Obituary: Callum Macdonald
Calder, Angus, The Independent (London, England)
IN 20-odd years after the Second World War, Scottish literary culture went through a curious agony. The last firms representing the great era when Edinburgh had vied with London as a publishing centre still had headquarters in the city, where a stupendous International Festival of the arts was launched in 1947. But Scottish writers of poetry and serious fiction were paupers at the feast. "Lallans verse" was the butt of facetious London literati. The great MacDiarmid was alive and fulminating, but his poetry was only scantly in print. In a review article in New Saltire, a typically short-lived periodical, printed in 1961, Edwin Morgan asked, "When are the leading Scottish publishers going to do something about modern Scottish poetry?"
He went on to notice three pamphlets self-published from Edinburgh addresses - and two items produced by M. Macdonald, printer and publisher, in that city. He praised "Malcolm" Macdonald for his struggle "to keep Scottish poetry in print".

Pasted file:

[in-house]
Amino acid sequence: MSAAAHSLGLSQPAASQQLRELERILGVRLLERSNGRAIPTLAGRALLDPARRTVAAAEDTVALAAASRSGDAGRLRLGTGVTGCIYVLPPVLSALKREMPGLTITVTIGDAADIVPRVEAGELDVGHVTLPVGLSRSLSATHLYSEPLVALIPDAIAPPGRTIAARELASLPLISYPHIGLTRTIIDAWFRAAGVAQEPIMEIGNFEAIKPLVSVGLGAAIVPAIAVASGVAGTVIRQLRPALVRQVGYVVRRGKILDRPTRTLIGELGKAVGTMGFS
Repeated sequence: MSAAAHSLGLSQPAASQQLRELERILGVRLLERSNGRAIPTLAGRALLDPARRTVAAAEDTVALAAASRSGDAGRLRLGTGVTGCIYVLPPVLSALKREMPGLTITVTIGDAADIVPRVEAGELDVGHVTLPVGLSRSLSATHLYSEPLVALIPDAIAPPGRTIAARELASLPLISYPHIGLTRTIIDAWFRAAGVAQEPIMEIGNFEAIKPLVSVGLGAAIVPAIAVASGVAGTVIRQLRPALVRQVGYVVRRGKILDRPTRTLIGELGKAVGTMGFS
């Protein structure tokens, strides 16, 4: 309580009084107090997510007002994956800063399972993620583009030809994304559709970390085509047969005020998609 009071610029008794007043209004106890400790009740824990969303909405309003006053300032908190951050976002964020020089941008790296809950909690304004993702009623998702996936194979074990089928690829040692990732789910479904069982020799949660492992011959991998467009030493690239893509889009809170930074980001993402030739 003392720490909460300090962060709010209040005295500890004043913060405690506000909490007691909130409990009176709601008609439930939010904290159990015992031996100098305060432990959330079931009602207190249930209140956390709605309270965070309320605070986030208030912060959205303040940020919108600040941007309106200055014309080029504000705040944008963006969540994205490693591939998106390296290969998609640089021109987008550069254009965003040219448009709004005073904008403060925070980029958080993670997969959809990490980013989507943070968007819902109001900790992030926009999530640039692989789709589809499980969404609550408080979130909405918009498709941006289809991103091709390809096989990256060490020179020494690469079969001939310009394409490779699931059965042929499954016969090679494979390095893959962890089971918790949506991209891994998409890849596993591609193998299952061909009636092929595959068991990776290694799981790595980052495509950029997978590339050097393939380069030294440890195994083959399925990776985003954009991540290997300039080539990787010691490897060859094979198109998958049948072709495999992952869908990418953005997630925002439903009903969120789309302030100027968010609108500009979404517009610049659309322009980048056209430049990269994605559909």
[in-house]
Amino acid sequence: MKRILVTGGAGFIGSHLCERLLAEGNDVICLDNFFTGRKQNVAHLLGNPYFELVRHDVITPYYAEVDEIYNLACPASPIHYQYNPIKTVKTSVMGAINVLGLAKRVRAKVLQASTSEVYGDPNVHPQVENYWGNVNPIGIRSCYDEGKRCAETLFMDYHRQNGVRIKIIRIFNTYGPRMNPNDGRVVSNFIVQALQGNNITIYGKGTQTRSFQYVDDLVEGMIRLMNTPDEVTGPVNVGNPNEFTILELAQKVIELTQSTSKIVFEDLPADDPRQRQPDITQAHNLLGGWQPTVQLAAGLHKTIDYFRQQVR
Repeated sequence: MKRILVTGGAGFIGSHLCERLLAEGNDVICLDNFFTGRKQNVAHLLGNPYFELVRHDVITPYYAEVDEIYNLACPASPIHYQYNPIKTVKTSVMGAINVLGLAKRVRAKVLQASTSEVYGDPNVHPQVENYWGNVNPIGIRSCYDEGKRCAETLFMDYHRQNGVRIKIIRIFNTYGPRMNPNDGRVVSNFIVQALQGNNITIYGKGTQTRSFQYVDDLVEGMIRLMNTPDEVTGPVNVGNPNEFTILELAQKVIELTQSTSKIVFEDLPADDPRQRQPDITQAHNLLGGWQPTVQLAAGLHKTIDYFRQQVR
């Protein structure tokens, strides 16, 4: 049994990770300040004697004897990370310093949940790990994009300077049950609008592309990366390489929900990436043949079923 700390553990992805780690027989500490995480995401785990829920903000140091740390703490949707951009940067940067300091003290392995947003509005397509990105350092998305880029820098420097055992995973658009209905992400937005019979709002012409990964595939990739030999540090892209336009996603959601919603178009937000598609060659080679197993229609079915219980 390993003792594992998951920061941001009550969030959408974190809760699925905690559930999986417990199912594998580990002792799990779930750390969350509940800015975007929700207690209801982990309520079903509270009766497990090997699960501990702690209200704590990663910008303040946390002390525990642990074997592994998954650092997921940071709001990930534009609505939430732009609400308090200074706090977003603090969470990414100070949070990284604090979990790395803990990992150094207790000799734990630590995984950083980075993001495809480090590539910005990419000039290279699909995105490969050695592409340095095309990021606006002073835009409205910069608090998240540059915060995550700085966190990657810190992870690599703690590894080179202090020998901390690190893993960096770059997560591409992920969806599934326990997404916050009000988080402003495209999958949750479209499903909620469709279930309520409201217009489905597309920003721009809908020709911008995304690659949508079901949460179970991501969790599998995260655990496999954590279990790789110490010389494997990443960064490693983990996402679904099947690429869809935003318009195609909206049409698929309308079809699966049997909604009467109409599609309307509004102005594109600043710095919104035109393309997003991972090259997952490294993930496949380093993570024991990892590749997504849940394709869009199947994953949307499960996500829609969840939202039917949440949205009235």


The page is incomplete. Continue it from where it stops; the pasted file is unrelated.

A potent mythological Gestalt shows us MacDiarmid, Norman MacCaig and Sydney Goodsir Smith smoking away together over many whiskies in Milne's Bar at the intersection of Rose Street and Hanover Street in the centre of Edinburgh and somehow creating the waves which buoyed up a Literary Renaissance. It is true that Robert Garioch was usually present, and that Tom Scott, George Mackay Brown and Alan Bold did join them on occasion, though in fact MacDiarmid was rarely in town and the others were as likely to be in the Abbotsford. It is also true that Callum Macdonald would often quietly be of the company. It was he who persuaded MacCaig to cease to be "McCaig". He published Iain Crichton Smith's first slim volume of poems, then, decades later, the collected poems of Garioch, and of his fellow Gael Derick Thomson. When he set up Lines Review in 1952, MacDiarmid, Sorley MacLean, MacCaig and Goodsir Smith were on his editorial board. But the first editor of Lines was Alan Riddell, an Australian Scot recently associated with Alexander Trocchi in founding the avant- garde, internationalist magazine Merlin in Paris. That orbited with Beckett and Neruda. Macdonald's outlook was never parochial. He was a man of wide vision, not a Milne's Bar groupie. A reserved, dignified Gael, he stood, fag and glass in hand, on the verge of many a literary gathering, where, with his immaculate suit and tie, he might have passed for a modest Highland draper accidentally present, but was actually a subject of awe among those who knew how devoutly he had obeyed his ruling passion for poetry, so that, while he was a shy man himself, others felt shy in his presence. Behind his courteous mien was a spirit which stood for no half measures. He worked ferociously hard himself and demanded equal commitment from others. Incorrigibly generous, he could not thole the sight of anyone's empty glass. He despised filter-tip cigarettes and stuck with high-tar Virginia. Trevor Royle, a distinguished editor of Lines in the Eighties, recalls how packages from Macdonald Printers always announced their arrival with a strong whiff of tobacco. Macdonald was born in 1912 on the island of Bernera, off the west coast of Lewis, and grew up in a Gaelic-speaking community. Because it produced so many ministers, his branch of Clan Donald was nicknamed "Knox". Throughout his life, "Callum Knox" reread the Bible in Gaelic. Via the illustrious Nicolson Institute in Stornoway, he progressed to Edinburgh University, where he was an enthusiastic and talented student of history. He married Williamina ("Winnie") Ross, from Harris, in 1934, a union which produced six children. …